They have become the Bulls; they dictate the team’s style of play. As Coach Phil Jackson likes to point out, the Bulls run well, but they’re not a running team. They don’t have plays designed to take off on the run on the inbounds pass–in the manner of the Los Angeles Lakers and Denver Nuggets. Instead, they rely on the tipped pass, the steal (a category in which Jordan and Pippen rank one and three in the league) to spark them and set them off on the run downcourt. Jordan and Pippen can draw almost the entire team into this style of play, and against the Suns they did so, executing a series of long bombs to blow the Suns right out of the arena. John Paxson hit Pippen with an alley oop on the fast break–really, the most exciting play in basketball, the equivalent of the triple in baseball–then Jordan pulled down a rebound and passed long to B.J. Armstrong, who connected with Pippen on a touch pass for another jam. Then Jordan with a steal and–all alone on the Bulls’ side of the court, as the Suns just turned and watched–a mighty pump jam. Then Jordan with another rebound and a long pass to Horace Grant and a frustration foul by the Suns. The fans–apathetic through the early going–were wild with a standing ovation, and Grant’s free throws made it 92-65 and the game couldn’t end soon enough after that.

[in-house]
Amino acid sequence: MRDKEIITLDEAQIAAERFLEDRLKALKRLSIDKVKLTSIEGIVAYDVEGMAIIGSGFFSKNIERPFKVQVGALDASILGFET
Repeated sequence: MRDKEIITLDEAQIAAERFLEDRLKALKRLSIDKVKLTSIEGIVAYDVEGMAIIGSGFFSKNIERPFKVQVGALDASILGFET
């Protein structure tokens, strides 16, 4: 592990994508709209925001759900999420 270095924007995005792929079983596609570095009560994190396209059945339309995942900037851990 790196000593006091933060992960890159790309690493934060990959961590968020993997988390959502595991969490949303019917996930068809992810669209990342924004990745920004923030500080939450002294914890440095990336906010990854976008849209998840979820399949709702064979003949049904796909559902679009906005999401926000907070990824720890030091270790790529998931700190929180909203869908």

This performance–impressive as it was–was nevertheless a little deceptive. As Jackson pointed out after the game, “A team on the road has to make a decision, whether they’re going to throw everything into the works the very first game, and thereby expend that much energy in one game that it might not be possible to win.” Phoenix coach Cotton Fitzsimmons “relied on the second team to get them back in the game, and they couldn’t do it.”